The Cantor is open to the public at 100% indoor capacity. Free, all-day reservations are required for all visitors, including members. Get yours here.
You can also explore Stanford art museums from the comfort of your home in Museums From Home.
Emissary Sunsets The Self explores cognitive evolution and the conditions that shape it. Created with a video game engine, the work generates open-ended animations without fixed outcomes—a format the artist calls “live simulation.” Ian Cheng—who studied cognitive science and art practice—utilizes a range of artificial intelligence (AI) models to mimic humans’ complex brains and enable unpredictable encounters between a character with a narrative goal and an erratic environment.
Emissary Sunsets The Self takes place thousands of years in the future, in an environment governed by a sentient AI. The AI sends a puddle of itself into the bio-layer to experience incarnate life, occasioning the emergence of the emissary puddle’s own self-awareness. While fantastical, Cheng’s artwork demonstrates the value of simulations to making the intricate and complex systems undergirding human life comprehensible.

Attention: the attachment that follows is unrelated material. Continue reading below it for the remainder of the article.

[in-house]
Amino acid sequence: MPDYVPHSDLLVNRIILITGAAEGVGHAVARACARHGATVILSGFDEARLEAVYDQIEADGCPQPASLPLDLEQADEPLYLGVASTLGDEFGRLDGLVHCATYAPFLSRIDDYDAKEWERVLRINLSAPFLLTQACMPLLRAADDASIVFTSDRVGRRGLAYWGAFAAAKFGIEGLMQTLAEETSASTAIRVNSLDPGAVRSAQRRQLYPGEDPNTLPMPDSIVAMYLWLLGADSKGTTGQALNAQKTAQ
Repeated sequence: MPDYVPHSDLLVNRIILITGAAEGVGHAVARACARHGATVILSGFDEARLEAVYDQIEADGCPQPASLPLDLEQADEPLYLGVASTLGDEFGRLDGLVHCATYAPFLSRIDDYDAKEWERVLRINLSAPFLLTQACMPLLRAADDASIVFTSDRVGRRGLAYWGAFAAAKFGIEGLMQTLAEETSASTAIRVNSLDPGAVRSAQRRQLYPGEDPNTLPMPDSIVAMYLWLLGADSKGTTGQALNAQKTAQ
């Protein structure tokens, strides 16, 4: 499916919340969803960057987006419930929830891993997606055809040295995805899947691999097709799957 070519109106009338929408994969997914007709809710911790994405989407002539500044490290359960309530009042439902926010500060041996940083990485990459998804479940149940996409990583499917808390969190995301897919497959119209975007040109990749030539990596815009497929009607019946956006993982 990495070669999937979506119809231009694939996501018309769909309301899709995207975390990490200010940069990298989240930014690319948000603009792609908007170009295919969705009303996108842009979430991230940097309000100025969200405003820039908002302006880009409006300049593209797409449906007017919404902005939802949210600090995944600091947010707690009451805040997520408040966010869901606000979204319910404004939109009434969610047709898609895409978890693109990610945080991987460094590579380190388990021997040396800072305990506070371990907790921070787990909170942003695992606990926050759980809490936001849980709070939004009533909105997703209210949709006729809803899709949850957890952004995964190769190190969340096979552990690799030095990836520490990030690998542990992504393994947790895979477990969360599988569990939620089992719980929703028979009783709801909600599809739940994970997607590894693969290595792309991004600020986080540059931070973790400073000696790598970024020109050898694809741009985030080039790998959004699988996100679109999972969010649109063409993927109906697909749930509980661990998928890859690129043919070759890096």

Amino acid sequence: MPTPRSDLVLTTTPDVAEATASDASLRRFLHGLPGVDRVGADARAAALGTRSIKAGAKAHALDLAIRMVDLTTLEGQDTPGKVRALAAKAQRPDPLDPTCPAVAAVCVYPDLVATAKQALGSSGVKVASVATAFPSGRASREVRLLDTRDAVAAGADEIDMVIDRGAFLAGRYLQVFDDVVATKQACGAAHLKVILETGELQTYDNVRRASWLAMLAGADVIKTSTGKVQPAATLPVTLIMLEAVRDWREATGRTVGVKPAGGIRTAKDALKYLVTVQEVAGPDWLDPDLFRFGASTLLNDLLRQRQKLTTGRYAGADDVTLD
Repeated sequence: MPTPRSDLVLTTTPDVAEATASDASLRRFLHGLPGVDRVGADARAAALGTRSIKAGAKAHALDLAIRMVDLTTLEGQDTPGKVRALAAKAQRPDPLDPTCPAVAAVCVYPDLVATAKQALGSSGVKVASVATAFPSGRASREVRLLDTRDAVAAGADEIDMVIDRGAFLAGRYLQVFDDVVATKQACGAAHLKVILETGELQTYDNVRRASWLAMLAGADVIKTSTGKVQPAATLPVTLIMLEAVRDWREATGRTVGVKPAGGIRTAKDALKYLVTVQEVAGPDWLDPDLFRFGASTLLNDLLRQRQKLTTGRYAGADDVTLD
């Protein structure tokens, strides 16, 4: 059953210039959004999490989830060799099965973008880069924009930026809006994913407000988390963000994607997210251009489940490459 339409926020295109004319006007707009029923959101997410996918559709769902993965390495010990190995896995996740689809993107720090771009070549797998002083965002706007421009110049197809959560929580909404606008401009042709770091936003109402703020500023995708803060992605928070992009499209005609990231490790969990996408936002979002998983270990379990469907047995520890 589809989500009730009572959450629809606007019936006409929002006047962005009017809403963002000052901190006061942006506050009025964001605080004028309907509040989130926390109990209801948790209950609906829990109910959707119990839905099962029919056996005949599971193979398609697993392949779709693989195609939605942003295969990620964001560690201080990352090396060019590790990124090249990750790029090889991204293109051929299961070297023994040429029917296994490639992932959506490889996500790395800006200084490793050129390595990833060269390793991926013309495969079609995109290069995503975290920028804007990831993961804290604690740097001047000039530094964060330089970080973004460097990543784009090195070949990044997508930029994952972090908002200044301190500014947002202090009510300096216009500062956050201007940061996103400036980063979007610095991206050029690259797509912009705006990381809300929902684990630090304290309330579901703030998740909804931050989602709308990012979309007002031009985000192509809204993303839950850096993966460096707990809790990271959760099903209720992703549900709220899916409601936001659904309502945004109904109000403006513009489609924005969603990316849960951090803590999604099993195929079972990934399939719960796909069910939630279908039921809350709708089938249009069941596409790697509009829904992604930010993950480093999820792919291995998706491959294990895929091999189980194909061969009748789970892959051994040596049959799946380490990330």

Emissary Sunsets The Self - version 0.9 (15fps screen capture excerpt) from Ian Cheng on Vimeo.
Ian Cheng (American, born in 1984), Clip from Emissary Sunsets The Self, 2017. Live simulation and story. Courtesy of the Artist, Pilar Corrias, Gladstone Gallery, Standard (Oslo). William Alden Campbell and Martha Campbell Art Acquisition Fund, 2019.200
The Cantor Arts Center is located at the intersection of Museum Way and Lomita Drive in the heart of the arts district on the Stanford campus. The Cantor faces the Bing Concert Hall across Palm Drive, northwest of The Oval and the Main Quad.